2. Another team making a late season push is Illinois. Unlike the Hoosiers, the Illini are not looking to a senior as a catalyst, but instead are relying on a pair of freshmen. Kendrick Nunn, one of the two rising stars for Illinois, has added the ability to shoot the deep ball to the Illinois rotation — an area where they were sorely lacking. In the six games since he’s become a starter, Nunn has hit on 16 of his 30 attempted three-point shots (53.3 percent). And for a consecutive week, Nunn has won Rookie of the Week honors in the league for his performances that helped the Illini beat both Nebraska and Michigan State. Nunn’s ascendancy bodes well for John Groce, as the visible success of a Chicago Public School product could open up more recruiting pipelines between Illinois and the Windy City hoops scene.
  3. Speaking of John Groce and recruiting, an interesting story came out yesterday telling the story of how one of Michigan’s most improved player, Caris Levert, was originally hoping to join Groce at Illinois. Levert, an unheralded recruit in high school, was originally committed to Groce when he was the coach at Ohio University. After making it to the Sweet Sixteen, Groce then accepted the head coaching position at Illinois. Levert was told he would receive a phone call from the head coach personally about what the move meant about his commitment — that call never came. Levert ended up committing to Michigan and the rest is history. It’s an interesting recruiting story among Big Ten programs and Groce probably wishes he made that phone call now, especially since he’ll have to take on Levert and the Big Ten champion Wolverines tonight.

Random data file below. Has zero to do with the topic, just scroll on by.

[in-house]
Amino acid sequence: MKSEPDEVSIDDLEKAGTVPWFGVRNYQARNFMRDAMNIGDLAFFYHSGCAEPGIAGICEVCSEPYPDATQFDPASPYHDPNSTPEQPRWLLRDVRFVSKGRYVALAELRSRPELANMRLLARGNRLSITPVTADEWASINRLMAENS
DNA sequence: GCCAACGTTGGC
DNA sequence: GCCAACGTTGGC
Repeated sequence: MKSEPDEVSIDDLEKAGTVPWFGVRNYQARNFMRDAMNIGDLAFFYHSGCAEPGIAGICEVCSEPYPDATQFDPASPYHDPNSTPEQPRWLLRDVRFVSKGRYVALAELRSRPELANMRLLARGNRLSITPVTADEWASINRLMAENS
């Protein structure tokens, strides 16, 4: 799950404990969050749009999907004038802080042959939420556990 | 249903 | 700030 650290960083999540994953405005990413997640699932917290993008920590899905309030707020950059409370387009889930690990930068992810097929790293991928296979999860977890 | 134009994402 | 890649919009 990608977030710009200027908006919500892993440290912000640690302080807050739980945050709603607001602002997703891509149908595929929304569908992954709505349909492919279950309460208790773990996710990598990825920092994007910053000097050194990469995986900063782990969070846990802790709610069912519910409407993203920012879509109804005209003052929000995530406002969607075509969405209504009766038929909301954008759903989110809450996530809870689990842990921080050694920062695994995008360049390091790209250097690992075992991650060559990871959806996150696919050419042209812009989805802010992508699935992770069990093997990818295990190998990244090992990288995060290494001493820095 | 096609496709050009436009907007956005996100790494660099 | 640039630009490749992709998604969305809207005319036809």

4. Lately, Iowa hasn’t seem like the same team it was earlier in the year — a team thought to have an outside chance to make a Final Four. On Sunday, the Hawkeyes snapped a three-game losing streak when they pulled out a win against Purdue. While a win is a win, the game did not really boost confidence in the team as they blew a big halftime lead in the second half. Iowa is safely in the NCAA Tournament as of right now, but they’ll need to find some sort of defense, which has been nonexistent recently, if they are to get back to playing at the high level that made us all believers in this team earlier in the season.